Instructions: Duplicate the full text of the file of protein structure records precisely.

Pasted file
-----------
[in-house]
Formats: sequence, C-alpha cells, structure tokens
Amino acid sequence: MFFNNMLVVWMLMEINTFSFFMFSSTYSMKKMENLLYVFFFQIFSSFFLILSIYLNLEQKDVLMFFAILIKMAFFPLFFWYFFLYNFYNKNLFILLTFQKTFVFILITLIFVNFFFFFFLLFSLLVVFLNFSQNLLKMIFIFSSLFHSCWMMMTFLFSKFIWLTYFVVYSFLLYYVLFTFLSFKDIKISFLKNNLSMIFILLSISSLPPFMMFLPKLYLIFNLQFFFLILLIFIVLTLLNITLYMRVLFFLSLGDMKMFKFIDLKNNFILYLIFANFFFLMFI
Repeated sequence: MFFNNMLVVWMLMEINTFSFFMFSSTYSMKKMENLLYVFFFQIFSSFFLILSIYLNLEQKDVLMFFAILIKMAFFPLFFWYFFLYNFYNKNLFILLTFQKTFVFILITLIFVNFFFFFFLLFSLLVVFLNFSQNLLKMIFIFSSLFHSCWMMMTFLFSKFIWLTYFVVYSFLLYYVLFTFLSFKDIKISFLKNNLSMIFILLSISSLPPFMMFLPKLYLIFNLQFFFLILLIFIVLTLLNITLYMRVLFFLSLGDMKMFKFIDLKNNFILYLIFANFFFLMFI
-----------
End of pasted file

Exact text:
[in-house]
Formats: sequence, C-alpha cells, structure tokens
Amino acid sequence: MFFNNMLVVWMLMEINTFSFFMFSSTYSMKKMENLLYVFFFQIFSSFFLILSIYLNLEQKDVLMFFAILIKMAFFPLFFWYFFLYNFYNKNLFILLTFQKTFVFILITLIFVNFFFFFFLLFSLLVVFLNFSQNLLKMIFIFSSLFHSCWMMMTFLFSKFIWLTYFVVYSFLLYYVLFTFLSFKDIKISFLKNNLSMIFILLSISSLPPFMMFLPKLYLIFNLQFFFLILLIFIVLTLLNITLYMRVLFFLSLGDMKMFKFIDLKNNFILYLIFANFFFLMFI
Repeated sequence: MFFNNMLVVWMLMEINTFSFFMFSSTYSMKKMENLLYVFFFQIFSSFFLILSIYLNLEQKDVLMFFAILIKMAFFPLFFWYFFLYNFYNKNLFILLTFQKTFVFILITLIFVNFFFFFFLLFSLLVVFLNFSQNLLKMIFIFSSLFHSCWMMMTFLFSKFIWLTYFVVYSFLLYYVLFTFLSFKDIKISFLKNNLSMIFILLSISSLPPFMMFLPKLYLIFNLQFFFLILLIFIVLTLLNITLYMRVLFFLSLGDMKMFKFIDLKNNFILYLIFANFFFLMFI